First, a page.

Row in the late ’90s, and to be honest, he kept Dr. Dre in the public

eye until Dre blew up once again with Eminem in 1999. Joe also helped

my career during that time when I was pretty much blacklisted at the

studios and no one wanted to hire me. He hired me to direct Dre and

Kurupt in “Ask Yourself A Question” back in late ‘98, and we created Streetz, Incorporated

for UPN back in 2003. He is about to come up again with two important

artists coming out of Philadelphia. Jamie Knight–who is as sexy as

Beyonce, but a musical genius like Lauryn Hill, and Philly Swain, a

rapper who was on the Takedown label who might change the game the way

Jigga did with Reasonable Doubt. Keep an eye out for Joe’s label, PhillieTown, because I think it’s going to make a lot of noise this year. So you’re using the Internet for Blood on the Walls?

Barry Michael Cooper: Blood on the Walls

is my twisted, roman a clef about my life after the celebration and the

bon bon vie of being this young, Black Hollywood screenwriter. The

bottom fell out. In the film, the protagonist is this guy named Cooper

Michaels, who had this fantastic career, blowing up as this journalist

in the ’90s, goes on to write a television show called Filthy that stars Dr. Dre and Kurupt. It’s like a New York Undercover.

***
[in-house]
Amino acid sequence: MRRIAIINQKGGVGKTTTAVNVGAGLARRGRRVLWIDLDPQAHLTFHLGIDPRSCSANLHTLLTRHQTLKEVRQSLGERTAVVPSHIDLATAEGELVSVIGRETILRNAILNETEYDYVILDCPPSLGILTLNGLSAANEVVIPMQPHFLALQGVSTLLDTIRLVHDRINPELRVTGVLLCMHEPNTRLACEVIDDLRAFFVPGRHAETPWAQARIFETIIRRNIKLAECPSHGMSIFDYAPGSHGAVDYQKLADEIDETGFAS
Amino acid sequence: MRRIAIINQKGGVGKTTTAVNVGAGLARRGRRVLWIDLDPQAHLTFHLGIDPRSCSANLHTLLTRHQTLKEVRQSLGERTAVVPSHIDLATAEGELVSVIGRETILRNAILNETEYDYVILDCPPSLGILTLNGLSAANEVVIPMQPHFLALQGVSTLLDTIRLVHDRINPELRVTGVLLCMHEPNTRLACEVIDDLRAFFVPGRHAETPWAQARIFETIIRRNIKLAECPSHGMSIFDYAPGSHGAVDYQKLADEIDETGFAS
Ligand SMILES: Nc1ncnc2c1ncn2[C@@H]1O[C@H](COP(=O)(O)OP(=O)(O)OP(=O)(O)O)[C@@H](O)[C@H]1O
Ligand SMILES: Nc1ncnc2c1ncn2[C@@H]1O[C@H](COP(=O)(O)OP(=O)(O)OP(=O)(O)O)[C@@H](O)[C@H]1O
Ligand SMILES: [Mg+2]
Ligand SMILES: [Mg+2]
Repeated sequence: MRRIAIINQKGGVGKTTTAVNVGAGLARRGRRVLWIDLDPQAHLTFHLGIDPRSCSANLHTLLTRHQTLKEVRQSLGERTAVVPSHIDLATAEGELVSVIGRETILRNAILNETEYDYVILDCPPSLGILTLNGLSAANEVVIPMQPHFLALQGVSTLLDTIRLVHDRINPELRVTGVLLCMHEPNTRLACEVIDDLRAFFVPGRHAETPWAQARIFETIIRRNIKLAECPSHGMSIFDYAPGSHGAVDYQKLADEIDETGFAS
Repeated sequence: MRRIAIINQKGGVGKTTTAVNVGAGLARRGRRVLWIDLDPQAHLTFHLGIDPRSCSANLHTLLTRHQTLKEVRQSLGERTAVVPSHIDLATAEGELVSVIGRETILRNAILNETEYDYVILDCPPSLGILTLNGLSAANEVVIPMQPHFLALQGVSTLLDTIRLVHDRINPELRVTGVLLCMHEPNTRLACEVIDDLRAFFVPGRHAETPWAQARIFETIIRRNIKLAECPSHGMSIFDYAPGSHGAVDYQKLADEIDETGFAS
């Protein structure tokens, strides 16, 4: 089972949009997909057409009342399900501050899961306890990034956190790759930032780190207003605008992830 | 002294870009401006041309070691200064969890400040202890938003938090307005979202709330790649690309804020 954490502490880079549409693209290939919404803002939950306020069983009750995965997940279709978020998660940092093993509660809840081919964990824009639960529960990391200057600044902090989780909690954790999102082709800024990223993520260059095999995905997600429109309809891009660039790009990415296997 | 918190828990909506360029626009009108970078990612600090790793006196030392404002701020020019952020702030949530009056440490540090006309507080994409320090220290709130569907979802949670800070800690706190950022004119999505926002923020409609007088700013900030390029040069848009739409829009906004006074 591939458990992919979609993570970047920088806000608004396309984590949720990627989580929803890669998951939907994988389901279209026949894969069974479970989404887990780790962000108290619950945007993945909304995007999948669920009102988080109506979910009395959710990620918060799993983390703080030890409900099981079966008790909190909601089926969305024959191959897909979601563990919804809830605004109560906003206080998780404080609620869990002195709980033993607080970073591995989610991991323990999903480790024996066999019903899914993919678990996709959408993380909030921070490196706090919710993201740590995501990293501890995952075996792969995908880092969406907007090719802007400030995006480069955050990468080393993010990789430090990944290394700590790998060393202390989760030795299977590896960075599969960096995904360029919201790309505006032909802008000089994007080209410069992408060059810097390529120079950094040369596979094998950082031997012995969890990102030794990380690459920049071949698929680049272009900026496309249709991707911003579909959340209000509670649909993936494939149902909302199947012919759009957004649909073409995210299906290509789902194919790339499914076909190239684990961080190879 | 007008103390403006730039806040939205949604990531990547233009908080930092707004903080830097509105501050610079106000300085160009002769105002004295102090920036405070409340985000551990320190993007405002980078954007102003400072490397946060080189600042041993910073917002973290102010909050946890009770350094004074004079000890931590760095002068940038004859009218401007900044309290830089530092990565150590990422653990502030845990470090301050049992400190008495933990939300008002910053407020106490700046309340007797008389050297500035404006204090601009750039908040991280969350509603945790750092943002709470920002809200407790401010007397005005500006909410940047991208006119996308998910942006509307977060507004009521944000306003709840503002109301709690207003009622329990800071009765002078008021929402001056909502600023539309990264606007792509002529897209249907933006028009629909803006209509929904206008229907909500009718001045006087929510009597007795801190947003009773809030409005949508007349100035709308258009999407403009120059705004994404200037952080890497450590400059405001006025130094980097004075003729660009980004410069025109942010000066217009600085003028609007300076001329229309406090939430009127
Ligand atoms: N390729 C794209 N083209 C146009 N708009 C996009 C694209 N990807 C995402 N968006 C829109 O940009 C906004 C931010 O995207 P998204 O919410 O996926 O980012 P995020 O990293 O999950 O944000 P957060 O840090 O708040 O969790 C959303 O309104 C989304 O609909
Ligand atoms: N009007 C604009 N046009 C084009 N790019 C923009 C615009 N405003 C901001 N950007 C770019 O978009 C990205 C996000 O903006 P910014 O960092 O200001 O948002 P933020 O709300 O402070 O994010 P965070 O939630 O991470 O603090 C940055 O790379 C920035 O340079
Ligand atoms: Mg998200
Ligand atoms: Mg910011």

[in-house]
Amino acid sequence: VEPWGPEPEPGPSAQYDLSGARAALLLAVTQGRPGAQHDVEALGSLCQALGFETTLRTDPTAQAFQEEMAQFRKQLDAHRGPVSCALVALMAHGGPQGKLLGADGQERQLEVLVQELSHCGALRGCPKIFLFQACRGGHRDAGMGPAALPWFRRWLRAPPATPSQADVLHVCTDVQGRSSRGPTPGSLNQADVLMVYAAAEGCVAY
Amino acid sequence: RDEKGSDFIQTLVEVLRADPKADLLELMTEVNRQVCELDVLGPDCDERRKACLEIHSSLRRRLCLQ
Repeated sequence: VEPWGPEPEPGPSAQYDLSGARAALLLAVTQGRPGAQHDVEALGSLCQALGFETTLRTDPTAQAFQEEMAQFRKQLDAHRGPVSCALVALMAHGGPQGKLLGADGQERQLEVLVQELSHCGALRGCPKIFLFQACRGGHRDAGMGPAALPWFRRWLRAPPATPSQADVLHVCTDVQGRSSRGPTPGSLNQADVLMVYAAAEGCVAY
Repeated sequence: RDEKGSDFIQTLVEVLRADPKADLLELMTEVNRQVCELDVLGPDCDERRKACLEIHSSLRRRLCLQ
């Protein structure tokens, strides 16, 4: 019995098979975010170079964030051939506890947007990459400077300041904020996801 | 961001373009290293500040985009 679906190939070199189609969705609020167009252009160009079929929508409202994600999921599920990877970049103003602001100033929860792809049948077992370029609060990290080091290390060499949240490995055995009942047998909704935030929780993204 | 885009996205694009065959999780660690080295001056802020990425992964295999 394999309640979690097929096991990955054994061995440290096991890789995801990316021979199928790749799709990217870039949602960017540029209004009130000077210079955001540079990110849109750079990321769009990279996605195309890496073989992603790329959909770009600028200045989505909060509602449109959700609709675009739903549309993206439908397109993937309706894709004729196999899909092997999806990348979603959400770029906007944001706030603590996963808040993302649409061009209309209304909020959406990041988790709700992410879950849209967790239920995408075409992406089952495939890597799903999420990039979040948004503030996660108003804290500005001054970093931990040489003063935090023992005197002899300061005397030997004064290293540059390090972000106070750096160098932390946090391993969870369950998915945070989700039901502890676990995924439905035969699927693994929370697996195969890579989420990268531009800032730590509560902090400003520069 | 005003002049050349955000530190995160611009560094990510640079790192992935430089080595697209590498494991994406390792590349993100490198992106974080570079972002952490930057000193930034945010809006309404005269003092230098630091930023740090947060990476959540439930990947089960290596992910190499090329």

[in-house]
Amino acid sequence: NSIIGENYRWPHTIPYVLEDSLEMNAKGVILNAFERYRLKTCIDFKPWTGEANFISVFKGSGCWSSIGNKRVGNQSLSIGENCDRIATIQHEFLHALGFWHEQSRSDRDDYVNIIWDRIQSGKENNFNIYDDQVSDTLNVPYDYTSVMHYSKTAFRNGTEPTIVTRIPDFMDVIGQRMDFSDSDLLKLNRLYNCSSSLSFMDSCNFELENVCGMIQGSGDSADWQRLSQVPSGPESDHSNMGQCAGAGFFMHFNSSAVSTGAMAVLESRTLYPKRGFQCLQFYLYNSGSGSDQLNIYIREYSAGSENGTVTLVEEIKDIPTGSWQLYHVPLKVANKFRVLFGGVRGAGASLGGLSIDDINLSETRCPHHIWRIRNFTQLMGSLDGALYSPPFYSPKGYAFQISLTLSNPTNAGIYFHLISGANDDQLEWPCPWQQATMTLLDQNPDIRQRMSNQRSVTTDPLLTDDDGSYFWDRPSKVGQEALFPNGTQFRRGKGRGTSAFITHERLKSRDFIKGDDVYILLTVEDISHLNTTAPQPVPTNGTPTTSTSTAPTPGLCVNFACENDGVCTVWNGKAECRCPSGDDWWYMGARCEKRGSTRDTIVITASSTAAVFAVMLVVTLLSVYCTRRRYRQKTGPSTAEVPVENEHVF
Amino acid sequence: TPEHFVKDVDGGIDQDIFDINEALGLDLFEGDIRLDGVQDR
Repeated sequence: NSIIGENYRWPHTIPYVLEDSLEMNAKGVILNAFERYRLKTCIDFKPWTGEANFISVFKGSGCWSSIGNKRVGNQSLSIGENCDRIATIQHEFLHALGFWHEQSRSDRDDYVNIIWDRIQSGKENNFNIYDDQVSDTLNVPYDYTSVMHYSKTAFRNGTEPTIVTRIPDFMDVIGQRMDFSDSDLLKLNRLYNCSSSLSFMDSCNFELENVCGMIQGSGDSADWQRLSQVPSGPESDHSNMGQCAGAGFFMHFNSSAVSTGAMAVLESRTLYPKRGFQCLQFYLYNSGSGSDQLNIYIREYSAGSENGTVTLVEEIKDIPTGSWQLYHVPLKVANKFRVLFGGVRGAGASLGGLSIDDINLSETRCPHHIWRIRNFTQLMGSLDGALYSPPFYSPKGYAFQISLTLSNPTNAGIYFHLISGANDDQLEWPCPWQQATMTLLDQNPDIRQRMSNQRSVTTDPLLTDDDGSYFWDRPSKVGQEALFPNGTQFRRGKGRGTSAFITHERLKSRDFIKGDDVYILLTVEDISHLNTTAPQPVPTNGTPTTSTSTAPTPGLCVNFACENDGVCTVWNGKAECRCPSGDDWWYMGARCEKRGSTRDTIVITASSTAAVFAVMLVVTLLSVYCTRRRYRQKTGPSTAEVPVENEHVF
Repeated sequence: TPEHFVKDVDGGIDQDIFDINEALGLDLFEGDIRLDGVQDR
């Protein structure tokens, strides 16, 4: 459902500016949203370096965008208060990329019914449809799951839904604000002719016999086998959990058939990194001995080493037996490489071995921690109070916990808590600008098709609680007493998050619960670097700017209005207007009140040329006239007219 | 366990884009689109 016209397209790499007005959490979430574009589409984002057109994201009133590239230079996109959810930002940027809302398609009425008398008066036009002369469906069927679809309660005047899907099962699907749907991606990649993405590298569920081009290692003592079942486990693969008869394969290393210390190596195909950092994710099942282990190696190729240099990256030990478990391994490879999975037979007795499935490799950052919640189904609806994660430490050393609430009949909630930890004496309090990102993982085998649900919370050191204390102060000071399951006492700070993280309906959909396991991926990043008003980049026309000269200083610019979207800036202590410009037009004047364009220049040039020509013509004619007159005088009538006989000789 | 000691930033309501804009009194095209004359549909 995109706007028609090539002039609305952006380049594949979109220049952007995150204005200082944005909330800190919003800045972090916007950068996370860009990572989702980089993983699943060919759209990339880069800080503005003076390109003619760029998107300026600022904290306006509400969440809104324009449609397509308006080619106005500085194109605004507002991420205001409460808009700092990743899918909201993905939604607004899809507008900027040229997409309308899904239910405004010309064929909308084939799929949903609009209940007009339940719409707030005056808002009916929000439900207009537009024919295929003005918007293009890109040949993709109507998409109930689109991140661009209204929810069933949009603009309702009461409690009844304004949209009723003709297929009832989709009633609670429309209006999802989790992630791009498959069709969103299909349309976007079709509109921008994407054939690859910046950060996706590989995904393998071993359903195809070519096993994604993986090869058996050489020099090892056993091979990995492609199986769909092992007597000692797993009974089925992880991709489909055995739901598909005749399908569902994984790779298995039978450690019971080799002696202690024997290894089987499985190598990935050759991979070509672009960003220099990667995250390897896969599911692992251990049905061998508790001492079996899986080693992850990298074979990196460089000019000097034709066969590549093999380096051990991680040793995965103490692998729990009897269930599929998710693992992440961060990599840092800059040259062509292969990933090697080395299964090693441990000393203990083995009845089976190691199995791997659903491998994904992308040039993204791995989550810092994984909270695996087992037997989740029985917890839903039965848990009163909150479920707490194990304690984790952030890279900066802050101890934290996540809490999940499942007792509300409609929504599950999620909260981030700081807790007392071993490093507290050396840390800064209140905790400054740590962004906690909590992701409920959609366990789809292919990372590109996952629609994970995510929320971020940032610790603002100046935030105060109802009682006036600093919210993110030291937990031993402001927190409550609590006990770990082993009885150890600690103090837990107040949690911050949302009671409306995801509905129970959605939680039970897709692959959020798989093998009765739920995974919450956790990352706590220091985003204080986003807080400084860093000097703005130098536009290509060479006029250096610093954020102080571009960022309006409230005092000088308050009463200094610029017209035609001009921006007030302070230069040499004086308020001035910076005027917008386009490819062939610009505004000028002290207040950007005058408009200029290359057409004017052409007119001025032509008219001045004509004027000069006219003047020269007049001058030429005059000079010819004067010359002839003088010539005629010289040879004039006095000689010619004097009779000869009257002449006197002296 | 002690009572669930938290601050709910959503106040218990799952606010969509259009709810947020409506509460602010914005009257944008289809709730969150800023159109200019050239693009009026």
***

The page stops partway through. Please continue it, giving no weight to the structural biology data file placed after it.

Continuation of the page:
This guy lives the Hollywood life. He has a family in Baltimore, but

he’s out there with the broads, and he gets caught up in crack, and the

bottom falls out. The show has its run and he has nowhere to go. All he

has is this crack habit on his back. He comes back to Baltimore,

becomes a journalist again. He investigates a murder/suicide that’s

world news. As he’s piecing together the case, he’s piecing the ruins

of his life also. That’s playing online, yes. I did it in 2005. It was

an official selection in the 2005 American Black Film Festival in South

Beach, Miami and John Hopkins Film Festival in Baltimore in 2006. I

wanted more people to see it, and I wanted to test the waters of this

online thing. I cut it up into a 14 part webiseries. A few more sites

online, including The Village Voice and City Paper are interested in airing it–so soon, anybody around the world will be able to watch it.

Really, it’s my love letter to Hip-Hop. It’s Hip-Hop-driven. It’s about

a guy who came out of the era of Starski, DJ Hollywood, Spoonie Gee,

Cold Crush, and seeing Hip-Hop in its infancy all the way into now.

It’s a story of redemption. It’s all of those great things. It’s a

moment in time about a guy that’s trying to come back from the dead.